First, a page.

Must Your Business’s Website Be ADA Compliant?

Tuesday, March 19th, 2019

Businesses are getting hit by lawsuits from plaintiffs’ attorneys claiming their websites don’t comply with the Americans with Disabilities Act (the “ADA”).

While the ADA was enacted before the commercial Internet existed, courts interpret the ADA as requiring businesses that are “public accommodations” to have websites usable by the disabled.

The ADA doesn’t give an exhaustive list of what businesses are “public accommodations,” but any business that sells goods or services to consumers likely is covered. Businesses that sell exclusively to other businesses probably are exempt.

Suing businesses with non-ADA-compliant websites has become popular with plaintiffs’ attorneys. While such lawsuits rarely lead to compensatory damages payments, the ADA allows a successful plaintiff to recover attorneys’ fees in addition to getting an injunction requiring ADA compliance. The plaintiffs’ attorneys are after those fees.

If you get hit and settle quickly, you still might pay up to about $20,000 in attorneys’ fees to the other side, plus whatever you spend on website work and on your own attorney.

Unfortunately, the federal government has not promulgated regulations specifying what features websites must have to be ADA-complaint.

While it’s not the law, courts have cited the Web Content Accessibility Guidelines as the standard to meet. These guidelines are produced by the World Wide Web Consortium ( The guidelines have levels, from single A (lowest) to triple A (highest). Courts cite the middle, double-A level of disabled-friendly functionality.

The more technologically sophisticated a website is, the more difficult and expensive ADA compliance will be. These appear to be the major compliance items:

• Many vision-impaired people use screen readers, so make the website work with popular ones.
• Provide text alternatives to PDF documents, because PDF’s are unreadable by screen readers.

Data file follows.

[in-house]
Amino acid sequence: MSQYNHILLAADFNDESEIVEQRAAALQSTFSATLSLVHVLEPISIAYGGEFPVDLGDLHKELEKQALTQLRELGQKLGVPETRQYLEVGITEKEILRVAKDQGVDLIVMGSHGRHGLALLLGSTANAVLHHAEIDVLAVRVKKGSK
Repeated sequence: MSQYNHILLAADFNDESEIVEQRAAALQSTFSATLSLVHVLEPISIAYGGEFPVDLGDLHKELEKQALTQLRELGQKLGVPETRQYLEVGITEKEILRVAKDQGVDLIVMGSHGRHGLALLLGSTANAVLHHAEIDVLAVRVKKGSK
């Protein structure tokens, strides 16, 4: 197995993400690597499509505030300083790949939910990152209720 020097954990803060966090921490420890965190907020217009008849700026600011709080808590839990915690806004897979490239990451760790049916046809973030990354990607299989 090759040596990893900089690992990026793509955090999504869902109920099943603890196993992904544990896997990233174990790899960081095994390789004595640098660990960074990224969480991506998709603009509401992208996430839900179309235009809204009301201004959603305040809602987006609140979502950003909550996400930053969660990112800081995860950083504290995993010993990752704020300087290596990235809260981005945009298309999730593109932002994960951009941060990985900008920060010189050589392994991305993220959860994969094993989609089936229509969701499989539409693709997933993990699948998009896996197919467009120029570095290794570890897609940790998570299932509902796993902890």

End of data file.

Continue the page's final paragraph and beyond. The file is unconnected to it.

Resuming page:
• Have tags for images.
• Provide captioning for videos.
• Make it so one can use the website with only a keyboard (no mouse); many disabled people can’t use a mouse.

It’s unclear whether a covered business’s mobile app must be ADA compliant if it also has a website with the same functionality. The safe course is to make the mobile app disabled-friendly also.

I spoke with the head of a prominent Richmond website development firm. He said his company has gotten a few large clients because they were sued over website ADA non-compliance. His company has gotten much more business from companies looking to proactively become ADA compliant, perhaps while doing a website refresh.

He pointed out that doing search-engine optimization and becoming ADA compliant are synergistic tasks. Building your website in a Google-friendly manner will put you a long way toward ADA compliance. Making your website ADA compliant will help a lot with meeting Google’s standards, which helps in your Google ranking. Thus, becoming ADA-compliant might be good for business.

He added that making a website ADA compliant will typically add about 15 percent to website-development cost, but that can vary greatly depending upon the nature of the website. He added that you should have your website inspected regularly (probably quarterly) to see if it is still in ADA compliance as it evolves. That will be an additional regular expense.

Written on March 19, 2019.

by John B. Farmer

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